Battle of Thermopylae
The Battle of Thermopylae (// thər-MOP-i-lee; Greek: Μάχη τῶν Θερμοπυλῶν, Máchē tōn Thermopylōn) was fought in 480 BC between the Achaemenid Persian Empire under Xerxes I and an alliance of Greek city-states led by Sparta under Leonidas I. Lasting over the course of three days, it was one of the most prominent battles of both the second Persian invasion of Greece and the wider Greco-Persian Wars.
|Battle of Thermopylae|
|Part of the Greco-Persian Wars|
Leonidas at Thermopylae (1814)
|Greek city-states||Achaemenid Empire|
|Commanders and leaders|
Leonidas I of Sparta †|
Demophilus of Thespiae †
Leontiades of Thebes
|Spartan army||Persian army|
|Casualties and losses|
|4,000 (Herodotus)||c. 20,000 (Herodotus)|
The engagement at Thermopylae occurred simultaneously with the Battle of Artemisium: between July and September 480 BC. The second Persian invasion under Xerxes I was a delayed response to the failure of the first Persian invasion, which had been initiated by Darius I and ended in 490 BC by an Athenian-led Greek victory at the Battle of Marathon. By 480 BC, a decade after the Persian defeat at Marathon, Xerxes had amassed a massive land and naval force, and subsequently set out to conquer all of Greece. In response, the Athenian politician and general Themistocles proposed that the allied Greeks block the advance of the Persian army at the pass of Thermopylae while simultaneously blocking the Persian navy at the Straits of Artemisium.
Around the start of the invasion, a Greek force of approximately 7,000 men led by Leonidas marched north to block the pass of Thermopylae. Ancient authors vastly inflated the size of the Persian army, with estimates in the millions, but modern scholars range it between 120,000 and 300,000 soldiers. They arrived at Thermopylae by late August or early September; the outnumbered Greeks held them off for seven days (including three of direct battle) before their rear-guard was annihilated in one of history's most famous last stands. During two full days of battle, the Greeks blocked the only road by which the massive Persian army could traverse the narrow pass. After the second day, a local resident named Ephialtes revealed to the Persians the existence of a path leading behind the Greek lines. Subsequently, Leonidas, aware that his force was being outflanked by the Persians, dismissed the bulk of the Greek army and remained to guard their retreat with 300 Spartans and 700 Thespians. It has been reported that others also remained, including up to 900 helots and 400 Thebans. With the exception of the Thebans, most of whom reportedly surrendered, the Greeks fought the Persians to the death.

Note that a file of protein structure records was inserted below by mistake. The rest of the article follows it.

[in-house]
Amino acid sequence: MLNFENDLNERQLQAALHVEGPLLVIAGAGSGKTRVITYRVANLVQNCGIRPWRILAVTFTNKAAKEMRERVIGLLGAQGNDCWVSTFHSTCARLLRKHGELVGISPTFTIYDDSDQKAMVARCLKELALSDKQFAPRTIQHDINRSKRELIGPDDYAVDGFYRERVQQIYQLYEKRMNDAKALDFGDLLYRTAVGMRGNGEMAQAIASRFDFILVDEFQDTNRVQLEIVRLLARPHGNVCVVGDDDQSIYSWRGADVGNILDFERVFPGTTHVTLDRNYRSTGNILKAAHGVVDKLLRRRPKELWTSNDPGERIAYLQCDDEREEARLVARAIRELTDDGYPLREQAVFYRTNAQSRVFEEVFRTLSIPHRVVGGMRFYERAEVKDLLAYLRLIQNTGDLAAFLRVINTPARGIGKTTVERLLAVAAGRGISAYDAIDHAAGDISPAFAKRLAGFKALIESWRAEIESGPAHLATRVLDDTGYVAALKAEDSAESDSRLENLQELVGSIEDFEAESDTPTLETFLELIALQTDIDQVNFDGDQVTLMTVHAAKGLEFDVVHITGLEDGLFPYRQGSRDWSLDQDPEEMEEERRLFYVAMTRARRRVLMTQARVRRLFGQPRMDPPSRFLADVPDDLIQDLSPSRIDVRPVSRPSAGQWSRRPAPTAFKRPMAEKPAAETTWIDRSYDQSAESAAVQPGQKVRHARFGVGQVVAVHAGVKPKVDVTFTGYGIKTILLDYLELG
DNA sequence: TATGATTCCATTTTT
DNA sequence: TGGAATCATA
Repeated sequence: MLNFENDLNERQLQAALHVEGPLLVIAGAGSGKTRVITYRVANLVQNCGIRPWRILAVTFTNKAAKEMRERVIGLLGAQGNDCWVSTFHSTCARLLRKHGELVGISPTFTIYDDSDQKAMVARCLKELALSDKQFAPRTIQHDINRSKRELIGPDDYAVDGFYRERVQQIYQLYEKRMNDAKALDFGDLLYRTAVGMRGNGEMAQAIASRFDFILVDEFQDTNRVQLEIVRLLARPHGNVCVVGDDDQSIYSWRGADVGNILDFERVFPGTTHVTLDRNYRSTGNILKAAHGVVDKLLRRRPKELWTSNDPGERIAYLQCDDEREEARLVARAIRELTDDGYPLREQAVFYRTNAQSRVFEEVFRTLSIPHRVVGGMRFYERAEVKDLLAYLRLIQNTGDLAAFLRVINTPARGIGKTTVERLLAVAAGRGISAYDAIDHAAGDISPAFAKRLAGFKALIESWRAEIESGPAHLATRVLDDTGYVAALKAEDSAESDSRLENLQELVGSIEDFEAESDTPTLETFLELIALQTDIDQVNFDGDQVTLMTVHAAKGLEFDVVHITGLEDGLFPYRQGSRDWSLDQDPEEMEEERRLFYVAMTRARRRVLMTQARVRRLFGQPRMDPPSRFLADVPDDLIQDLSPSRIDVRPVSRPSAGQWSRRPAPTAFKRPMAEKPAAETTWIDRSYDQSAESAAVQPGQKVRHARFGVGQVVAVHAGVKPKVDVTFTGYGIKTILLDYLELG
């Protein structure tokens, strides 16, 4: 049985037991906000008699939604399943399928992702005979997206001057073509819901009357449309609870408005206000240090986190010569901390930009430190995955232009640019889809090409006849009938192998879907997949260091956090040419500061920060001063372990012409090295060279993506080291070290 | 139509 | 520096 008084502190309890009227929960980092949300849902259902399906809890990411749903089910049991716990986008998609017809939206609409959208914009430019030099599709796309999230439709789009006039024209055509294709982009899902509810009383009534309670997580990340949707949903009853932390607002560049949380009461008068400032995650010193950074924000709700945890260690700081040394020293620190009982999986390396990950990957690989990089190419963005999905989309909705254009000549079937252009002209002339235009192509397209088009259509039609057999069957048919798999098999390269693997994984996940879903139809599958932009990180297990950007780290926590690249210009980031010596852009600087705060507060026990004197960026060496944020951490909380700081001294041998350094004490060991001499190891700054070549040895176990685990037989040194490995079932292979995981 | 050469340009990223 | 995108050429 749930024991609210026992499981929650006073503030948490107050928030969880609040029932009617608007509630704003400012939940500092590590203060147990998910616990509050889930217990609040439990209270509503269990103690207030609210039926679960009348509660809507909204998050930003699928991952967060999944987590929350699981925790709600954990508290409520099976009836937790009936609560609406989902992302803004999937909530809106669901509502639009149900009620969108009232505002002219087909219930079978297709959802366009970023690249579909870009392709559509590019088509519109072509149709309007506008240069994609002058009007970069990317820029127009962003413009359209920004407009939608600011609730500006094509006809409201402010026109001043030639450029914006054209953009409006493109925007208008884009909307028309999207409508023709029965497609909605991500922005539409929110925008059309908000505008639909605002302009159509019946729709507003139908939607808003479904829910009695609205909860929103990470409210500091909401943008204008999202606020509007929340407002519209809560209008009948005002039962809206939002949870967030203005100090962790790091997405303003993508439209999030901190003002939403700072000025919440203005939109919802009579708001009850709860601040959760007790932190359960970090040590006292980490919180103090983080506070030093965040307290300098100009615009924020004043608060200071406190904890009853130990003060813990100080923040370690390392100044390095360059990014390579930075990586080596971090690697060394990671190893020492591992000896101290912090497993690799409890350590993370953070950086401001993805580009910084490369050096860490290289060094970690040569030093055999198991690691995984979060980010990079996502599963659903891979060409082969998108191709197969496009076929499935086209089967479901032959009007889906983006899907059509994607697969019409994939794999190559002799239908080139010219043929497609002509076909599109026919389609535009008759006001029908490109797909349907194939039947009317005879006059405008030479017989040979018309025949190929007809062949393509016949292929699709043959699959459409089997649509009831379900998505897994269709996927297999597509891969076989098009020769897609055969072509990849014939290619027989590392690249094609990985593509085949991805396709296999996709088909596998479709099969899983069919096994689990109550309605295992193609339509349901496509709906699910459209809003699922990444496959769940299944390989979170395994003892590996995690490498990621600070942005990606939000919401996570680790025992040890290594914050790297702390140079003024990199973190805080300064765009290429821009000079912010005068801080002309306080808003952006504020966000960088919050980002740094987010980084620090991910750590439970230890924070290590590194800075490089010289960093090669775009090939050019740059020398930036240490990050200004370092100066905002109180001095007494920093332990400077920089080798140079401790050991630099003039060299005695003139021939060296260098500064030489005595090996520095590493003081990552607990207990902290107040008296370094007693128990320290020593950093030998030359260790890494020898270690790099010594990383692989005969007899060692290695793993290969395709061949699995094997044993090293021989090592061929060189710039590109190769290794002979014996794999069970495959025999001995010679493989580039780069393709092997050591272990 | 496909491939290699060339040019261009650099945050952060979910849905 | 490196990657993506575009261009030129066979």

Themistocles was in command of the Greek naval force at Artemisium when he received news that the Persians had taken the pass at Thermopylae. Since the Greek defensive strategy had required both Thermopylae and Artemisium to be held, the decision was made to withdraw to the island of Salamis. The Persians overran Boeotia and then captured the evacuated city of Athens. The Greek fleet—seeking a decisive victory over the Persian armada—attacked and defeated the invading force at the Battle of Salamis in late 480 BC. Wary of being trapped in Europe, Xerxes withdrew with much of his army to Asia, reportedly losing many of his troops to starvation and disease while also leaving behind the Persian military commander Mardonius to continue the Achaemenid Empire's Greek campaign. However, the following year saw a Greek army decisively defeat Mardonius and his troops at the Battle of Plataea, ending the second Persian invasion.
Both ancient and modern writers have used the Battle of Thermopylae as a flagship example of the power of an army defending its native soil. The performance of the Greek defenders is also used as an example of the advantages of training, equipment, and use of terrain as force multipliers.